Rhetoric
Rheya Tanner

I'm Stuffed

The tragedy of making room in my spare room.

Rhetoric intro photo

An old, yellowed typography ruler. A year’s worth of unshredded mail. A dozen episodes of Barney on VHS. A manual AB antenna switcher, the kind cavemen had to solder to their TVs back in ancient times. Assorted coins, quirky ones, like half dollars and buffalo nickels and a Chuck E. Cheese token from 1988. The replacement AC filters I’ve been looking for for months (damn it, I just caved and bought new ones two weeks ago).

This is but a small sample of the mountain of Stuff all over the floor in the spare room I use as an office, theoretically, when it’s not stuffed full of Stuff. I sit cross-legged on the floor in the middle of the Stuff, the centerpiece of my own hellscape. Cradled in my hands is a black baby sock that’d been upcycled into a coin purse.

Man, I used to love this thing. I got it when I was in high school and kept it on me 24/7 until I stopped carrying cash.I reach over to add it to my Keep pile, when I hear a voice from above. “Do you really want to hang onto that?”

I look up at the source of the voice—my boyfriend, hunched over me in his office chair like The Thinker—and I know what my answer is supposed to be.

“I mean, I can’t just get rid of it.” That wasn’t it.

I’ll say it: I’m grateful for Stuff. Maybe that sounds superficial, especially with the whole “extreme downsizing” thing we’re up our own ass about right now—as if living in your car and having three items to your name is some kind of flex.

For me, it’s not Stuff itself so much as the meaning of Stuff. Every knickknack and craft scrap is a tiny piece of my identity, a snapshot of who I was once upon a time. I love the potential of Stuff, even useless Stuff like old keys and paint swatches; they only become trash when you throw them out.

But my original Stuff-management strategy (shove it in the back room and close the door, pretty brilliant) doesn’t cut it  anymore. Not now that I have this person who cares about me and visits a lot and has a more, shall we say, minimalist take on Stuff. He’s kind of like my own personal Marie Kondo, which I like, except when I don’t.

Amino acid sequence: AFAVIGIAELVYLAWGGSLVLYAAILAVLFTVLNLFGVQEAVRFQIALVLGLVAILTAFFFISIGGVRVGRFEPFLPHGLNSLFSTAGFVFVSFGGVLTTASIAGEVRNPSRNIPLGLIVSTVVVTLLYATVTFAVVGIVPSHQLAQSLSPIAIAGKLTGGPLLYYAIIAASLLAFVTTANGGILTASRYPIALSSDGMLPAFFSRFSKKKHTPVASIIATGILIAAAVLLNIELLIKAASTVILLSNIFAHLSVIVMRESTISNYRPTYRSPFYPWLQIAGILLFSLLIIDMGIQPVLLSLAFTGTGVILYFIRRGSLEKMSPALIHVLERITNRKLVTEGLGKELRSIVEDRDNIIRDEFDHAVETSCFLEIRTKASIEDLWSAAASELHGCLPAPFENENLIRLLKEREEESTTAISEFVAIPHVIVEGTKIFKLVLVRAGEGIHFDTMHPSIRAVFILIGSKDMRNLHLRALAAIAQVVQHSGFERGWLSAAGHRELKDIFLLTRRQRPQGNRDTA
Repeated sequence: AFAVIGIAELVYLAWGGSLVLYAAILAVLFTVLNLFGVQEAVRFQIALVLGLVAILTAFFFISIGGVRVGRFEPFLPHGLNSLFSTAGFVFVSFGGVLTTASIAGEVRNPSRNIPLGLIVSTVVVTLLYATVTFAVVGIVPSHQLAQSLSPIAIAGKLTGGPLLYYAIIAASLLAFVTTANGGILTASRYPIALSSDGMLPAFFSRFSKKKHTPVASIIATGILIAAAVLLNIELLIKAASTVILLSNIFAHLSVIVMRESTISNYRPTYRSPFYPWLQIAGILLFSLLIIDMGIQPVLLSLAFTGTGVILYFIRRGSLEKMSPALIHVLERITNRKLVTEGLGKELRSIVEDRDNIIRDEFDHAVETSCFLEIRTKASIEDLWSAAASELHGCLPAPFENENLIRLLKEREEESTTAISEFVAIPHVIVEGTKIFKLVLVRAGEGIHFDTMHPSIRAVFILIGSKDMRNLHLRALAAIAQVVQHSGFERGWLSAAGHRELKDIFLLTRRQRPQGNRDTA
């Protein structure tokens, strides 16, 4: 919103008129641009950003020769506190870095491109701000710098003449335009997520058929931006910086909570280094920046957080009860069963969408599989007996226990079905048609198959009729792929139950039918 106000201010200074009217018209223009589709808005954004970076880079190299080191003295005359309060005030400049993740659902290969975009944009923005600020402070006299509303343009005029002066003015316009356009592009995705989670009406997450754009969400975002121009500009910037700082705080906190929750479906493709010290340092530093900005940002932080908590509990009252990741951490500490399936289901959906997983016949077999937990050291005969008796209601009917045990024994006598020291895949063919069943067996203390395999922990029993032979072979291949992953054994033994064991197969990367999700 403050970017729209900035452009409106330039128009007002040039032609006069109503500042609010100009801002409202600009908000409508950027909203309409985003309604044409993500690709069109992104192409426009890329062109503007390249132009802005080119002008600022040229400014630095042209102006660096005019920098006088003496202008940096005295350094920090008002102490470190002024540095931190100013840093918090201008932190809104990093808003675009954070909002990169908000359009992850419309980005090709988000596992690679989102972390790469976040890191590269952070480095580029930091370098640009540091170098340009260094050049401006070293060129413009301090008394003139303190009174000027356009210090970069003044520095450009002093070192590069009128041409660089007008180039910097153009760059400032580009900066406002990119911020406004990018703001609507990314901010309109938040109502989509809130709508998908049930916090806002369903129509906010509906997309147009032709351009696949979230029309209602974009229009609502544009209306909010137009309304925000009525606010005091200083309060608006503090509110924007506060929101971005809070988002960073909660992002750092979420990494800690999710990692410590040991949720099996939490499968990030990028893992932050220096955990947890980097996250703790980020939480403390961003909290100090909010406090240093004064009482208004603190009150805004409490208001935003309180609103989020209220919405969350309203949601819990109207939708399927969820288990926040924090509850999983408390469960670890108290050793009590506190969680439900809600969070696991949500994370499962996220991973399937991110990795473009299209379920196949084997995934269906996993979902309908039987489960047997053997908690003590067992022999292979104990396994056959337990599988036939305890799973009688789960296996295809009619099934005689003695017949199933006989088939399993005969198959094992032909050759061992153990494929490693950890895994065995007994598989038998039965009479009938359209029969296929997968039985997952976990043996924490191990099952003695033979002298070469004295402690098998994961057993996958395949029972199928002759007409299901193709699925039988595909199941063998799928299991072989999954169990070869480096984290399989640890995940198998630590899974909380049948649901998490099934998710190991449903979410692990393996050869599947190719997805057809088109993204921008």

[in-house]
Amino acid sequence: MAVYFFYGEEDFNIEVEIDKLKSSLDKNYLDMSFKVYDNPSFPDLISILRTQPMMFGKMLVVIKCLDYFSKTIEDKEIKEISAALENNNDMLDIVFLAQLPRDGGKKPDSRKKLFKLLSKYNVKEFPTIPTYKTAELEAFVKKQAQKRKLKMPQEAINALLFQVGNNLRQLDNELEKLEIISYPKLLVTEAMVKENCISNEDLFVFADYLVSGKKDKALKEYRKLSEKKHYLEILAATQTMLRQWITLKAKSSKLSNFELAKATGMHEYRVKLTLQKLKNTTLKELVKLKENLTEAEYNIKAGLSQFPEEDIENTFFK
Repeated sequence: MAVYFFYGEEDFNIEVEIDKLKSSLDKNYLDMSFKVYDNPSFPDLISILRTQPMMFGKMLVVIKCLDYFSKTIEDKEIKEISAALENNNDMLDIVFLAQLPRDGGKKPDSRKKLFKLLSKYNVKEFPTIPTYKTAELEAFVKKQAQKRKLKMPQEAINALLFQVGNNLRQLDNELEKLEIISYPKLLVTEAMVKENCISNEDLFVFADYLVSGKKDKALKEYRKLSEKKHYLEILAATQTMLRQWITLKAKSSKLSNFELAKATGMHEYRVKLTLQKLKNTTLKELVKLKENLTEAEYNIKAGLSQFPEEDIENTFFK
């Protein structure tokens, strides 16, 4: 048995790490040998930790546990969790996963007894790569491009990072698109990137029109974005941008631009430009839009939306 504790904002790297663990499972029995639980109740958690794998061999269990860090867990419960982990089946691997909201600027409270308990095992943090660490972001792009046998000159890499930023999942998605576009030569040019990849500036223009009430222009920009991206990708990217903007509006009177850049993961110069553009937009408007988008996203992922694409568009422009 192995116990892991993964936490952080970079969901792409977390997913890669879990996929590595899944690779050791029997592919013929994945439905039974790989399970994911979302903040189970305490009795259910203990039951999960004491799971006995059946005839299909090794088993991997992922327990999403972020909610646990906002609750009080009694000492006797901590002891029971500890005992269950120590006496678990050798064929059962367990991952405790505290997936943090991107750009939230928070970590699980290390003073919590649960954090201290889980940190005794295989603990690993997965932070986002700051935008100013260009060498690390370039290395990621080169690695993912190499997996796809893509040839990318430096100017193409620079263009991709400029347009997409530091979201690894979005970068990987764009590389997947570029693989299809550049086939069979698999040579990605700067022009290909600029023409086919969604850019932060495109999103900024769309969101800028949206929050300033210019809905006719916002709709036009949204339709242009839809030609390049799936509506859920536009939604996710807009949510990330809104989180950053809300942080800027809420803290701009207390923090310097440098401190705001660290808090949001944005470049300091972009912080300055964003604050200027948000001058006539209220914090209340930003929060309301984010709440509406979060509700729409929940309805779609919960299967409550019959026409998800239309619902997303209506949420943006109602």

And I don’t like it right now, as I sit clutching my beloved sock like a Free Elf, confronting a series of hard, probing questions: “Do you use it?” I used to. “Do you use it now?” No, but I might use it again. “Have you used it in the last year?” No. “Two years?” … No. “Then maybe it’s time to let it go.”

Easier said than done.

Sure, I completely forgot this sock-purse-thing existed until two minutes ago. But now that I’ve remembered it, how could I bear to part with it?

My brow furrows as I survey the vast ocean of Stuff we’ve barely made a dent in, clogging the room I’d really like to use again.

I heave a big sigh and toss it over to the Give pile. Out with the old, in with the new, right? I’ve been pretty grateful for all the new I’ve been handed lately. I ought to make room for more.

“Perfect. And what about this?” He says, holding up one of my old notebooks from college. “Do we still need to hold onto it?”

I mean … I can’t just get rid of it.

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